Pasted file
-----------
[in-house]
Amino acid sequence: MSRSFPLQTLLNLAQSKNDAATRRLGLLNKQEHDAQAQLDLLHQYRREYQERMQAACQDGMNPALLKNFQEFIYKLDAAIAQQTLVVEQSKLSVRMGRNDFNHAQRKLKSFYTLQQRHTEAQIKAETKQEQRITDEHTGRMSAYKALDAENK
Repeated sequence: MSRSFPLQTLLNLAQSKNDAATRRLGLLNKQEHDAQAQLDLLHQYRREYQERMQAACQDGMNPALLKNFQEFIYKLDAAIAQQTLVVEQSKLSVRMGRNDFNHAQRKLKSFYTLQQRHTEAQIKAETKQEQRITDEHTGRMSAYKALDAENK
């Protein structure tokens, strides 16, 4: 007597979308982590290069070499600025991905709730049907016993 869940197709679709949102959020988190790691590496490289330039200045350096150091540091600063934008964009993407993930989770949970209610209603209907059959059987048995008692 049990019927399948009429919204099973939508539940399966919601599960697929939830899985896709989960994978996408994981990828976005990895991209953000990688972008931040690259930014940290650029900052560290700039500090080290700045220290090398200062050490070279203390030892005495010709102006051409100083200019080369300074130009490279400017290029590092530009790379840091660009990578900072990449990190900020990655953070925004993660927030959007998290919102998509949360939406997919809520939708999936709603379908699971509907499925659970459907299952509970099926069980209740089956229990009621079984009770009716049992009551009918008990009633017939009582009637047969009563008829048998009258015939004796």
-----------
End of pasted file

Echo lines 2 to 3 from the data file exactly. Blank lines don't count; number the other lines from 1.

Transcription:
Amino acid sequence: MSRSFPLQTLLNLAQSKNDAATRRLGLLNKQEHDAQAQLDLLHQYRREYQERMQAACQDGMNPALLKNFQEFIYKLDAAIAQQTLVVEQSKLSVRMGRNDFNHAQRKLKSFYTLQQRHTEAQIKAETKQEQRITDEHTGRMSAYKALDAENK
Repeated sequence: MSRSFPLQTLLNLAQSKNDAATRRLGLLNKQEHDAQAQLDLLHQYRREYQERMQAACQDGMNPALLKNFQEFIYKLDAAIAQQTLVVEQSKLSVRMGRNDFNHAQRKLKSFYTLQQRHTEAQIKAETKQEQRITDEHTGRMSAYKALDAENK